OK, so in one of these photos the employee is tied off, but the supervisor is not and is walking all over the roof.

One of the other photos has an employee that is tied off but the rope grab is set at the end of the rope not doing him much good if he falls.

The other photo depicts an employee who was tied off but was getting ready for lunch so he disconnected at the peak of the roof to go have his food.

This illustrates a common problem in construction today; employees and supervisors know they need to have the equipment and wear it while on the job, but fail to do it properly because of laziness, lack of caring, or any other such excuse.

Safety Mistakes in National Publications

One thing that really sets me off is the display of poor safety behaviors in photos accompanying articles in national publications. I was reading the March 5th, 2012 edition of SI Golf and came across an article talking about what it takes to produce a golf tournament broadcast. The photo below is being used to describe workers constructing a camera tower platform to gain a better vantage point of the match. I’m sorry but this photo is telling people that this is the proper way to construct scaffolding. Does anyone else have an issue with this photo?

20120309-100843.jpg

I guess my issue is in the fact that often times the media sends out information that is wrong or miscommunicates proper procedures with no regard as to the impact it may have on the receiving end. I see it all the time. So when you look at press releases or marketing materials your organization is sending out, ensure that the graphics are accurate and depict good safety practices. Train all your employees in safety and awareness (this includes office staff as well as field staff). If your marketing department doesn’t have at least a basic understanding of safe work practices, they could be making your job all the more difficult.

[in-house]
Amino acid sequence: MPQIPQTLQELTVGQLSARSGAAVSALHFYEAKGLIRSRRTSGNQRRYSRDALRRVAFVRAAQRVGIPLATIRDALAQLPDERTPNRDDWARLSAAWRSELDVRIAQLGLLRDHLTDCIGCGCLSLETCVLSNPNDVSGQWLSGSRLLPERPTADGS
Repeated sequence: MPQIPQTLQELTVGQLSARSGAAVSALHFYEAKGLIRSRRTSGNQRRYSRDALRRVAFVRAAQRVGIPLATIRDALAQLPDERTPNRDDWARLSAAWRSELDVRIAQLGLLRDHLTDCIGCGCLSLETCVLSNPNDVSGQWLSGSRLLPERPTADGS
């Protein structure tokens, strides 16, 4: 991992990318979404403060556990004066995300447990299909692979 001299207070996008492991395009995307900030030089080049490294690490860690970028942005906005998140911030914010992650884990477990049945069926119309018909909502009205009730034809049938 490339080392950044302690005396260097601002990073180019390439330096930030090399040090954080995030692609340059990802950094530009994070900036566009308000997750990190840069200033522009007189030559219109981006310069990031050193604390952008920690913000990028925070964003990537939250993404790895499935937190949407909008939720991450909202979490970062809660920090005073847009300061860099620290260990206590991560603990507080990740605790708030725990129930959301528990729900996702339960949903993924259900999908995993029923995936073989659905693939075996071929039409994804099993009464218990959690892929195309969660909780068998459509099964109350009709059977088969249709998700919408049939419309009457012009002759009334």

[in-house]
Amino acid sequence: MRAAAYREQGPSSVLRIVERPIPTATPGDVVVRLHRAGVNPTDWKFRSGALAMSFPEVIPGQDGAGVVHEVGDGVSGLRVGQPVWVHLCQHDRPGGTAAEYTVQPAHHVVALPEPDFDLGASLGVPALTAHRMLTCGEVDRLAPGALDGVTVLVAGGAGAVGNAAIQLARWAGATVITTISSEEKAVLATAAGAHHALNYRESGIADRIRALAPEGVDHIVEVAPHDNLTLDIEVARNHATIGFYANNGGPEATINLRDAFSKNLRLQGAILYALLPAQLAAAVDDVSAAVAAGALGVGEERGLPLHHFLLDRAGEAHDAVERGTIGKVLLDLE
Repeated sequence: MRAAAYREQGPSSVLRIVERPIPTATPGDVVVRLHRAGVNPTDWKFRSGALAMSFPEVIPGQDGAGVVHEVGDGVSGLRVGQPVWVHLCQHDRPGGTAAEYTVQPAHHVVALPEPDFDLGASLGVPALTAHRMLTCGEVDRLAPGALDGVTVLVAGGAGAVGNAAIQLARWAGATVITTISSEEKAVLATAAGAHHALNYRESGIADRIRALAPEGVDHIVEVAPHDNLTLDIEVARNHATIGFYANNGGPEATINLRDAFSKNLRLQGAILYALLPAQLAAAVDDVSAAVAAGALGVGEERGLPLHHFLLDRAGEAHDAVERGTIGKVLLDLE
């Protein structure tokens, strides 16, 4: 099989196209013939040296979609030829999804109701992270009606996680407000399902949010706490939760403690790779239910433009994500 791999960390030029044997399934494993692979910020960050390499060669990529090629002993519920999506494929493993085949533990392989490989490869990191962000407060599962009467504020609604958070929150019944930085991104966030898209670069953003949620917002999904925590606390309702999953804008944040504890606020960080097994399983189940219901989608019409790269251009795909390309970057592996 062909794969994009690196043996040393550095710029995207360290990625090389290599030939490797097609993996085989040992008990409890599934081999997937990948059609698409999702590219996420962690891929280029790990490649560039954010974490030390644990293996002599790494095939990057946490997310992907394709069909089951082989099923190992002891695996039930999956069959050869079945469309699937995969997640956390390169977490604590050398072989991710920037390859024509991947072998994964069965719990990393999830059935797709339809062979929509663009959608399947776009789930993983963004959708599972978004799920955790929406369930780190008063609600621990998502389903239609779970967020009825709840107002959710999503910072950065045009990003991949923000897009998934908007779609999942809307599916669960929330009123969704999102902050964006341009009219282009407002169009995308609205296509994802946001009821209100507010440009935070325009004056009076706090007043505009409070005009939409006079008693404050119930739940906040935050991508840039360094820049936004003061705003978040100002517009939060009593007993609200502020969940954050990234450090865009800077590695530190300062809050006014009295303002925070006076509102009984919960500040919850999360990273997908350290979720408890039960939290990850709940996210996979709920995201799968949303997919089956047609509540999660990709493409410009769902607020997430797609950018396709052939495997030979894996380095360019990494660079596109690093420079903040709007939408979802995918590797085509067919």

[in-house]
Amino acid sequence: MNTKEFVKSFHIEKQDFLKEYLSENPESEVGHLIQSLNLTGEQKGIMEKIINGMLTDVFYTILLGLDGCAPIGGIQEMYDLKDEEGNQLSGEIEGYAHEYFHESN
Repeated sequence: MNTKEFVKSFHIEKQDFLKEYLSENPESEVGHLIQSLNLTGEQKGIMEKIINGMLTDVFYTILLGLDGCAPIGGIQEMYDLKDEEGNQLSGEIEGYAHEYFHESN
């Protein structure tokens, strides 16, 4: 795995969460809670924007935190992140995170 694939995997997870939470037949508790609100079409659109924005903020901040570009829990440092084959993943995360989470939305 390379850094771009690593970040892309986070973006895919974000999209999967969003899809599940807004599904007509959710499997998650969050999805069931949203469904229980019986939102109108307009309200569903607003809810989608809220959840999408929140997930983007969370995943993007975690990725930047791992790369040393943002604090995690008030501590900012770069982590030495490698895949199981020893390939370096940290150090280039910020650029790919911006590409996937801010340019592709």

Just as a note I have seen OSHA inspectors pull up on a jobsite as a result of a flyer or photo they saw in the paper or received in the mail.

Safety Photo for March 2012

I love the ignorance of people sometimes (it’s why I have a job). Here is a retailer looking to promote some heavy duty construction clothing to potential customers. They want to illustrate that this clothing will hold up to extreme wear by construction personnel. I get this mentality, makes good marketing sense. Let’s show a person wearing our clothing while working on a frame building. However, they are also illustrating the fact that their climbing harness (for rock climbing) is adequate for use while performing this kind of work and sending the wrong message to those same customers. I get that they were probably trying to find a way to secure the mannequin to the structure, but they inadvertently (or perhaps it was a conscious thought) that climbing equipment is approved as fall protection in the construction trade. I guess my point is that I wish people would think before they act and consult some good professional advice if they have questions. This just irks me because of the mixed message and the improper use of equipment NOT designed for this type of use.